Berlusconi on Very Shaky Political Ground
The Italian prime minister is caught between domestic opposition to his reforms and euro zone worries about Italy's debt.
October 31, 2011 - 12:01 am
While the European leaders united in Brussels have given a green light to the Italian government’s reform program aimed at curbing Italy’s infamous debt crisis and fostering its economic growth, Silvio Berlusconi is facing one the most serious internal political crises since he took office in 2008.
His governing coalition was originally made up of three parties and 174 senators (while the opposition had 158), but it has already suffered the defection of former ally Gianfranco Fini — now leader of “Futuro e Libertà” — who was almost forced out of the post of speaker of the house back in July 2010. At the time, the casus belli had to do mainly with justice reforms, but Fini had also accused Berlusconi of being too permissive with his other ally, Lega Nord leader Umberto Bossi.
More recently, however, apart from convincing sarcastic European politicians such as Angela Merkel and Nicolas Sarkozy on the goodness of his intentions, Berlusconi also had to reach an agreement with Bossi’s Northern League Party on several different issues of domestic policy. One of the most pressing being Italians’ retirement age, which is now set at 65 years; Berlusconi would like to raise it to 67. The rationale behind this that there are not enough taxpayers in Italy to sustain the unemployed population, which is also aging fast (youth unemployment is rapidly reaching 30%).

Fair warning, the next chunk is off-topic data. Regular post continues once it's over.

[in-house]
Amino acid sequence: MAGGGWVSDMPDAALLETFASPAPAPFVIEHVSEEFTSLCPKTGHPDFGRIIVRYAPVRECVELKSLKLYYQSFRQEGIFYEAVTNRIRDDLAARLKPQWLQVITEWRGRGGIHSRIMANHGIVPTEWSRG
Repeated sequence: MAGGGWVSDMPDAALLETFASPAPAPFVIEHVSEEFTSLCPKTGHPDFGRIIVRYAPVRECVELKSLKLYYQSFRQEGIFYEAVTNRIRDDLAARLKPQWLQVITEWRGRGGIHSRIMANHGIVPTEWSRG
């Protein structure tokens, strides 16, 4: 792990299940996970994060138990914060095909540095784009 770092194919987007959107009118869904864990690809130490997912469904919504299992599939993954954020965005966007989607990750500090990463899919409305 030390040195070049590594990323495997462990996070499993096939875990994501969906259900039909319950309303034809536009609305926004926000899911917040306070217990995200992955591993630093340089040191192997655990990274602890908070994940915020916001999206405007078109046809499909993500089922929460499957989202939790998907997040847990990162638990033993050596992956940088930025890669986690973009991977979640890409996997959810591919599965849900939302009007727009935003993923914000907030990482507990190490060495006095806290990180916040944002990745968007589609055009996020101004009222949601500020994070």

That is why the Italian government has asked European politicians to create the conditions that are necessary for sound structural reforms, a sustainable public finance, and more flexibility in the job market (firms should be allowed to dismiss workers more easily, if necessary). The last point, in particular, had provoked the outraged reaction of Italian trade union leaders. Italy has three different (and powerful) trade unions: the Cgil, the Cisl, and the Uil. Given the absence of any form of Thatcherism in Italian politics, these unions can pretty easily mobilize masses and organize strikes.
Susanna Camusso of Cgil has been particularly critical about flexibility in the job market and employers’ rights to lay off workers: “[T]he prospects for this country will be renewed only once we will be able to go ahead with the only sensible dismissal: the one of the government in charge,” she said during a meeting Friday, October 28. Raffaele Bonanni of Cisl gave the same advice: “[Y]es, we can start discussing job market related problems, but only at one clear condition: we absolutely do not want to talk about layoffs.”